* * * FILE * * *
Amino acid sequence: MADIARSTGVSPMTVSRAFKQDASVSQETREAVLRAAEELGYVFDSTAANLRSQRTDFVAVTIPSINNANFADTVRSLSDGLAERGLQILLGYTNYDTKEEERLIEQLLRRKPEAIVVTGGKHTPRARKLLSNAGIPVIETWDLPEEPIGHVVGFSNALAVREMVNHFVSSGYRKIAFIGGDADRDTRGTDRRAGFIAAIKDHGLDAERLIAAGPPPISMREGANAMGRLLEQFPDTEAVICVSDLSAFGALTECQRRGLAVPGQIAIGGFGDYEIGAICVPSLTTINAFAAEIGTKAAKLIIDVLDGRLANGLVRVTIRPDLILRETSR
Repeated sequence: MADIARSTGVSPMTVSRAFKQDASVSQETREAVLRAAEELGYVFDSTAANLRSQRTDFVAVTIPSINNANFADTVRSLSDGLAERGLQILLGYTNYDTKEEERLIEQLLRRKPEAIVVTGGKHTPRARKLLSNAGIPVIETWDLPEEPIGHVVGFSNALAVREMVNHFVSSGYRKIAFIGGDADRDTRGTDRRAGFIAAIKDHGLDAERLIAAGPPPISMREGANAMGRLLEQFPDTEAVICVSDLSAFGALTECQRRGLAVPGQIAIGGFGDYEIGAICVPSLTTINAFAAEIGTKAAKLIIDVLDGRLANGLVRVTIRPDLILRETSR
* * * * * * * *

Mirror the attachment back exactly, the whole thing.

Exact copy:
Amino acid sequence: MADIARSTGVSPMTVSRAFKQDASVSQETREAVLRAAEELGYVFDSTAANLRSQRTDFVAVTIPSINNANFADTVRSLSDGLAERGLQILLGYTNYDTKEEERLIEQLLRRKPEAIVVTGGKHTPRARKLLSNAGIPVIETWDLPEEPIGHVVGFSNALAVREMVNHFVSSGYRKIAFIGGDADRDTRGTDRRAGFIAAIKDHGLDAERLIAAGPPPISMREGANAMGRLLEQFPDTEAVICVSDLSAFGALTECQRRGLAVPGQIAIGGFGDYEIGAICVPSLTTINAFAAEIGTKAAKLIIDVLDGRLANGLVRVTIRPDLILRETSR
Repeated sequence: MADIARSTGVSPMTVSRAFKQDASVSQETREAVLRAAEELGYVFDSTAANLRSQRTDFVAVTIPSINNANFADTVRSLSDGLAERGLQILLGYTNYDTKEEERLIEQLLRRKPEAIVVTGGKHTPRARKLLSNAGIPVIETWDLPEEPIGHVVGFSNALAVREMVNHFVSSGYRKIAFIGGDADRDTRGTDRRAGFIAAIKDHGLDAERLIAAGPPPISMREGANAMGRLLEQFPDTEAVICVSDLSAFGALTECQRRGLAVPGQIAIGGFGDYEIGAICVPSLTTINAFAAEIGTKAAKLIIDVLDGRLANGLVRVTIRPDLILRETSR